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Urban shade as a cryptic habitat : fern distribution in building gaps in Sapporo, northern Japan

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Title: Urban shade as a cryptic habitat : fern distribution in building gaps in Sapporo, northern Japan
Authors: Kajihara, Kazumitsu Browse this author
Yamaura, Yuichi Browse this author →KAKEN DB
Soga, Masashi Browse this author
Furukawa, Yasuto Browse this author
Morimoto, Junko Browse this author →KAKEN DB
Nakamura, Futoshi Browse this author →KAKEN DB
Keywords: Building gaps
Ground cover
Isolation effect
Novel ecosystems
Urban matrix
Urban maturation
Issue Date: Mar-2016
Publisher: Springer
Journal Title: Urban ecosystems
Volume: 19
Issue: 1
Start Page: 523
End Page: 534
Publisher DOI: 10.1007/s11252-015-0499-8
Abstract: Biodiversity conservation and restoration in cities is a global challenge for the 21st century. Unlike other common ecosystems, urban landscapes are predominantly covered by gray, artificial structures (e.g., buildings and roads), and remaining green spaces are scarce. Therefore, to conserve biodiversity in urban areas, understanding the potential conservation value of artificial structures is vital. Here, we examined factors influencing the distribution of ferns in building gaps, one of the more common artificial structures, in urban Sapporo, northern Japan. We observed 29 fern species, which corresponds to 30 % of all fern species previously recorded in Sapporo. The four dominant species were Equisetum arvense, Matteuccia struthiopteris, Dryopteris crassirhizoma, and Athyrium yokoscense. Statistical analyses showed that their distribution patterns in building gaps were associated with both local- and landscape-scale environmental factors. Although ground cover type and distance from continuous forests were the most important determinants, other factors such as the amount of solar radiation, habitat age (years after building development), and urban district type also affected fern distribution. These results suggest that building gaps act as an important habitat for ferns in highly urbanized landscapes. Policy makers and city planners should therefore not overlook these cryptic habitats. Clarifying the ecological functions of artificial structures will both further our understanding of novel ecosystems and develop a new framework for conserving and restoring biodiversity in human-modified landscapes.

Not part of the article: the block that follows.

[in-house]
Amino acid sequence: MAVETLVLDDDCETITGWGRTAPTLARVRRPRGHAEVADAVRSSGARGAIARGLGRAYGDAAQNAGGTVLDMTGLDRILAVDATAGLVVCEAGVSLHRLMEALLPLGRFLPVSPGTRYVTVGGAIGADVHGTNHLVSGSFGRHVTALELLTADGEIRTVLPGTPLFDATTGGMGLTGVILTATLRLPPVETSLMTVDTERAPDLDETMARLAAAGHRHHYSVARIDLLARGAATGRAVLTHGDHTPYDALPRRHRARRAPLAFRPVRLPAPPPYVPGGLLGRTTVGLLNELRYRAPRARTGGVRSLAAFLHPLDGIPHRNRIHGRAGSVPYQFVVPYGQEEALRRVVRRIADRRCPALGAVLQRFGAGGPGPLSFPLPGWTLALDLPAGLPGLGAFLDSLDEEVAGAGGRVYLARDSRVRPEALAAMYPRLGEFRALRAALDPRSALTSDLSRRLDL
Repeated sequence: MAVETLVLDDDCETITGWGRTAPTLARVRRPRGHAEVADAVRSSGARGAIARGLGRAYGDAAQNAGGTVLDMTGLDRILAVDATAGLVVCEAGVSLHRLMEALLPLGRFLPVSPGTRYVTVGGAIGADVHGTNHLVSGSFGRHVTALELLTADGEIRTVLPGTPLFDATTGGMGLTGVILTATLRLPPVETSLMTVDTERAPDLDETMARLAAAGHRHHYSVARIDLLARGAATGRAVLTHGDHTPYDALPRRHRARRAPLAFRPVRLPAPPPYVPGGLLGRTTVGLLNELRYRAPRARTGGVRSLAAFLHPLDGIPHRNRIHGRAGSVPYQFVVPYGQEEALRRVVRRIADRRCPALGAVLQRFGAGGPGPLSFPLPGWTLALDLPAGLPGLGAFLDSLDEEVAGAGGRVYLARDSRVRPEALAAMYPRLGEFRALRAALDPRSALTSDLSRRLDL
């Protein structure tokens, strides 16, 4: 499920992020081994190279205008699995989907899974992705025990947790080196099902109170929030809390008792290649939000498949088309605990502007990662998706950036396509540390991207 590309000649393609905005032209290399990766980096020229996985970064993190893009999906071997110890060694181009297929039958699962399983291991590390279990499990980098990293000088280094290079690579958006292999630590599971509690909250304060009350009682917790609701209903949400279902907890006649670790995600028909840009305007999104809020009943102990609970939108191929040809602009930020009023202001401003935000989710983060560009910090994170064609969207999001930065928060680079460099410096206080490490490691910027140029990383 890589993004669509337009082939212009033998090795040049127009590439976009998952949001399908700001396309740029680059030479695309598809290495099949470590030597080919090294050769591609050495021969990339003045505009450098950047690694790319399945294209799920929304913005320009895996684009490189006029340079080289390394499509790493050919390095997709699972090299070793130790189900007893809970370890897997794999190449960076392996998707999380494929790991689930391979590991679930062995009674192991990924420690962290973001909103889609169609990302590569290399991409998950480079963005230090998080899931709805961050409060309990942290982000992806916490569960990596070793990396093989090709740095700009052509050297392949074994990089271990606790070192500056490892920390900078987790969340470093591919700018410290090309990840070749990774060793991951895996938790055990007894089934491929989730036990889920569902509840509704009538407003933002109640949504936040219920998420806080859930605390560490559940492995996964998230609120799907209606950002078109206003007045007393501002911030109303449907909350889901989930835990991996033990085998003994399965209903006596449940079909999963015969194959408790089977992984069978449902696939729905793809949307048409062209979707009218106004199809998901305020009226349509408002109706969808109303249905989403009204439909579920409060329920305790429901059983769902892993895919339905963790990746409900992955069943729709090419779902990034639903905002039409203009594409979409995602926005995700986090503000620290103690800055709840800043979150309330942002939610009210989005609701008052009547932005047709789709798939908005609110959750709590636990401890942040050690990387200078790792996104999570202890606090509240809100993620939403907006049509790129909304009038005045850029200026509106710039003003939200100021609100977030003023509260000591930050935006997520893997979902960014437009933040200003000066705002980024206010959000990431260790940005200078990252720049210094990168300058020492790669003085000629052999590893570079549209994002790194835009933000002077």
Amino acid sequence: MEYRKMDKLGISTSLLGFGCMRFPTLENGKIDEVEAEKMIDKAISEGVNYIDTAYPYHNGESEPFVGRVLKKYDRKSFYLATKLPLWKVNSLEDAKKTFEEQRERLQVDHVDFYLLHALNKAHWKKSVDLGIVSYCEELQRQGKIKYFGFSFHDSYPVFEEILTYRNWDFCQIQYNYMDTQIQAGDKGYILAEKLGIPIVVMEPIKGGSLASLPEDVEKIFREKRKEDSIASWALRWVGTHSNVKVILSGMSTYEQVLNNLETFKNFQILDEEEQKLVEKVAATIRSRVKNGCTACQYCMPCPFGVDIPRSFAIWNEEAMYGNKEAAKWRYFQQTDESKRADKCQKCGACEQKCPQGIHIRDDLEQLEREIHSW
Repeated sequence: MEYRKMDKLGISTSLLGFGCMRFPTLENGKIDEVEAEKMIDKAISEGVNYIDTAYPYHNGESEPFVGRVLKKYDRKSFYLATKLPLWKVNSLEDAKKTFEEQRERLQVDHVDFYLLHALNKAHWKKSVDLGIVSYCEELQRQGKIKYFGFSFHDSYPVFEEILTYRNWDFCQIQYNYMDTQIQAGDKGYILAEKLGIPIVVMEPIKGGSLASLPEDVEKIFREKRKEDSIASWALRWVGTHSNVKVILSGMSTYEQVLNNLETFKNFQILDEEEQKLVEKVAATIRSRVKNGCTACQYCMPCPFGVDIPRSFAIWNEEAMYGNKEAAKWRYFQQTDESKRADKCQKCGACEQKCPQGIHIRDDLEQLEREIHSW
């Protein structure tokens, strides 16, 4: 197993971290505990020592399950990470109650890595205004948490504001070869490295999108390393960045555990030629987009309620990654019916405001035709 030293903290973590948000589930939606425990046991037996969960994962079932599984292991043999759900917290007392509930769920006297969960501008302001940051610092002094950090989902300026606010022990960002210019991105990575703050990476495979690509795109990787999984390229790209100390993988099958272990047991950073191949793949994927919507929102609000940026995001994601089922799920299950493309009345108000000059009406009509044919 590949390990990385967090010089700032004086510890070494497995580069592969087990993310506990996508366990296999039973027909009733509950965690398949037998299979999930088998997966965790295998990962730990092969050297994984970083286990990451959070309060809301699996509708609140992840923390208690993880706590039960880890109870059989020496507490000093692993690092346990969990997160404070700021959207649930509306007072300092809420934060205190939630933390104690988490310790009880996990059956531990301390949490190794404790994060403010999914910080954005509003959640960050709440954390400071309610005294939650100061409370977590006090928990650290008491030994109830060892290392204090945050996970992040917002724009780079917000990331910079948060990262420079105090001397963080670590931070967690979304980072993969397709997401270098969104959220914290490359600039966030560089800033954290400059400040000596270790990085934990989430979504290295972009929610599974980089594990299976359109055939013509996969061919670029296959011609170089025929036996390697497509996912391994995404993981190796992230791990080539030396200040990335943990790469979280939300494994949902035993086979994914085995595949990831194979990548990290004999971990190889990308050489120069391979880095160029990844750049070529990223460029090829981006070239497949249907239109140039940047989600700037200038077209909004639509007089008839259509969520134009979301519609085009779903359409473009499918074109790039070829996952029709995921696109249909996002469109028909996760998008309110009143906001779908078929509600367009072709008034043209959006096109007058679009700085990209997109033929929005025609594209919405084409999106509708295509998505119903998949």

Rights: The final publication is available at link.springer.com
Type: article (author version)
URI: http://hdl.handle.net/2115/64616
Appears in Collections:農学院・農学研究院 (Graduate School of Agriculture / Faculty of Agriculture) > 雑誌発表論文等 (Peer-reviewed Journal Articles, etc)

Submitter: 中村 太士

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